How to fuel long runs and boost your performance

Long distance running requires the right nutrition – we’ll help you get it right.

It’s important to understand how to fuel your long run, so you can make your target distance. Surviving on little to nothing when running for more than an hour is not going to be sustainable or enjoyable. 

Our bodies rely on glycogen stores for energy when running. This predominantly comes from carbohydrates, as our bodies turn it into energy faster than other sources, such as fat or protein. When our bodies natural stores get used up to the point of depletion, we feel drained and it’s hard to carry on running.  

It’s also known as ‘hitting the wall’, but it’s avoidable if you fuel correctly. Several studies have shown that carbohydrates can enhance performance on a run of more than one and a half hours. This means that if you get your fuelling strategy right, it can make your long run feel much easier, as you’ll have more energy.  

With this guide we’ll help you create a plan to fuel your long run so you can boost your running performance and finish your target distance.  

Adult woman sitting in park and eating apple.Credit: Shutterstock/Focus and Blur
Eating the right foods will help fuel your long run

How important is it to have the right fuel when running?

If you don’t have the right fuel, your body will struggle with the demand you’re placing on it during a long run, says senior lecturer in Nutritional Physiology at Manchester Metropolitan University, Dr Adora Yau. “Your body needs an energy source to perform the task. This energy comes from carbohydrates, which are stored as glycogen in our muscles and liver. When these stores are used up, running speed and intensity will decrease.”  

Typically, an adult will have 400g (14oz) to 500g (1lb 2oz) of glycogen stores, which sustain one to one-and-a-half hours of running, says Dr Yau. “But to maximise glycogen stores for an intense, long run, have high carbohydrate meals two-three days leading up to your long run.” This will ensure your stores are topped up to fuel your long run 

Choose your carbohydrates wisely, as some have lots of refined sugar or are ultra processed. Good options include whole grains such as brown rice, as well as quinoa, sweet potatoes, black beans, and whole wheat pasta.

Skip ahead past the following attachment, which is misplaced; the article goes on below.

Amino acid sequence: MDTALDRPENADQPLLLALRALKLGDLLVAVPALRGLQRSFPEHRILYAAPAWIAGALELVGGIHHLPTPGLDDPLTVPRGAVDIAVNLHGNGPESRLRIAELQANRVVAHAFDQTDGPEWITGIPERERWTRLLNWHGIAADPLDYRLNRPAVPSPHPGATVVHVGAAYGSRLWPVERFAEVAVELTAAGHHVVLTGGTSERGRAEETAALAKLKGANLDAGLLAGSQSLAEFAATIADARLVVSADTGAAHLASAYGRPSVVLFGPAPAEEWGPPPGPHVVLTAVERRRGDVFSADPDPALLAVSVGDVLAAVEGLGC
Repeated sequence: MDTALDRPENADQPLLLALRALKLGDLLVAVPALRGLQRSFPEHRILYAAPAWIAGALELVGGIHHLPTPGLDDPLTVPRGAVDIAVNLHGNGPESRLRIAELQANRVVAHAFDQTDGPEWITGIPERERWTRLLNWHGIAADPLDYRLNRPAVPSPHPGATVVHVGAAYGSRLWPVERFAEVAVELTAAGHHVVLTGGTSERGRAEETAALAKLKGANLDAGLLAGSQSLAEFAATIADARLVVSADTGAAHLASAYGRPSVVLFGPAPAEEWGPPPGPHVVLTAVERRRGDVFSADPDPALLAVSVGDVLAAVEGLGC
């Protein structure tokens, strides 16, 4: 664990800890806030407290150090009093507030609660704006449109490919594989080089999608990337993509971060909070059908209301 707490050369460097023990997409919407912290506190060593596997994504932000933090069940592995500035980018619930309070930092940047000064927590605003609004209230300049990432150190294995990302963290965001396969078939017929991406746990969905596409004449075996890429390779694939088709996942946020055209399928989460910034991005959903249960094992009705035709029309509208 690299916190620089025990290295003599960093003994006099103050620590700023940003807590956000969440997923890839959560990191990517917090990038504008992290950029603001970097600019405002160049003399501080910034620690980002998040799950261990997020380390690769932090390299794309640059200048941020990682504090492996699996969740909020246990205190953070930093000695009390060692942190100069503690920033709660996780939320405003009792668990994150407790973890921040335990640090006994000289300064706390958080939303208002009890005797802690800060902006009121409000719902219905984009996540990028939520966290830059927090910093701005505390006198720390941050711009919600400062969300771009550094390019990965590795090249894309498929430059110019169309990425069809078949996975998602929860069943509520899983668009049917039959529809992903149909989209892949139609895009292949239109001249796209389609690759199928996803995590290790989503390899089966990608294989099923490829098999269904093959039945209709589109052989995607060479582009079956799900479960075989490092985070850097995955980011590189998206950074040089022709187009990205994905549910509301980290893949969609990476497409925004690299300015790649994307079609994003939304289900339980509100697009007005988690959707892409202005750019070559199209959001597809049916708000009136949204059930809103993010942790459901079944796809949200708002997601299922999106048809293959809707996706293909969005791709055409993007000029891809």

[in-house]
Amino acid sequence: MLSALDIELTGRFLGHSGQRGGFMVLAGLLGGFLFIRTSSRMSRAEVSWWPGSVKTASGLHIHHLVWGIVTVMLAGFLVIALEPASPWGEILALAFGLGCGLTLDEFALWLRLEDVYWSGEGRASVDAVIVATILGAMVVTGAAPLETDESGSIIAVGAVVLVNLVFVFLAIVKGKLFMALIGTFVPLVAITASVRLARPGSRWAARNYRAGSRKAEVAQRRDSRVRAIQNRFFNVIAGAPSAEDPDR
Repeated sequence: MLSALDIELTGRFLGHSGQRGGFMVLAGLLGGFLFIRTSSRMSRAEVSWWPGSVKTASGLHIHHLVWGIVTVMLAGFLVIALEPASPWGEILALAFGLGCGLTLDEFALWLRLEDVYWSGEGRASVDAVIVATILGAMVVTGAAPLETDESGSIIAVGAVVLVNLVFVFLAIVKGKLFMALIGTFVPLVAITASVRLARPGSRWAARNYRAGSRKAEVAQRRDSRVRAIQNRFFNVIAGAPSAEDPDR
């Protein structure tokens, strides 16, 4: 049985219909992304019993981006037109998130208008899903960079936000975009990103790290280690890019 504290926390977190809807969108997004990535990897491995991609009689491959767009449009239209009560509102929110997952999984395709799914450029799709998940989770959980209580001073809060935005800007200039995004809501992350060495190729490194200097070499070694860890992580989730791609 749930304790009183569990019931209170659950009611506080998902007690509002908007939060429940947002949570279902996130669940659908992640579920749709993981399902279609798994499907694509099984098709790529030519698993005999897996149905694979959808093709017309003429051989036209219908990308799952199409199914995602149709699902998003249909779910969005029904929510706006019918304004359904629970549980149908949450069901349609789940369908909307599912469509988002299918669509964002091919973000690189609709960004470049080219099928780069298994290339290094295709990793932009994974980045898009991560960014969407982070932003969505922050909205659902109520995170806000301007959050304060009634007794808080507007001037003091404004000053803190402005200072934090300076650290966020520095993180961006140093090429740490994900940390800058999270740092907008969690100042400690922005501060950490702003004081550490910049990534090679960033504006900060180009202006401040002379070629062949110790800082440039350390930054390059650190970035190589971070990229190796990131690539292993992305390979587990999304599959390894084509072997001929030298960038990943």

How does the body use fuel on a long run? 

Our bodies are constantly using fat and carbohydrates for fuel and this increases with running, says Yau. “Endurance running is an aerobic exercise, which means oxygen is used. This oxygen is needed for biochemical reactions that metabolise fat and carbohydrate to enable the resynthesis of energy molecules called adenosine triphosphate (ATP).” 

These energy molecules are needed for cellular processes, but particularly muscular contraction during exercise or running, to enable us to move, explains Yau.  

By ensuring we have carbohydrates in our diet, we can equip our body with energy stores to fuel your long run 

A selection of carbohydrates including pasta, bread, honey and sweetcorn laid out on a table.Credit: Shutterstock/Elena Schweitzer
Choosing the right carbs will help fuel your long run

How does caffeine help fuel long runs?

Researchers have been studying the performance enhancing effects of caffeine for more than 100 years. A small study showed exercise capacity and performance improved in older adults after ingesting 3mg per kg of bodyweight of caffeine. The participants also showed “readiness to invest effort in activity” compared to those who were given a placebo.  

The evidence suggests using caffeine as an ergogenic aid (to enhance performance) could help fuel your long run. They are various energy drinks, bars and gels that have a measured amount of caffeine in them for you to consume before your long run. 

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What should you eat before a long run?

Eating easily digestible carbohydrates will help keep your glycogen stores topped up. Foods including bread, porridge and fruit are good choices to help with this. Some choices could even benefit your recovery before you start: “Eating a handful of blueberries before going for a run can decrease the amount of oxidative stress you have post-running, which will improve your recovery,” explains Josh Gibbs, a plant-based nutrition researcher from the University of Warwick.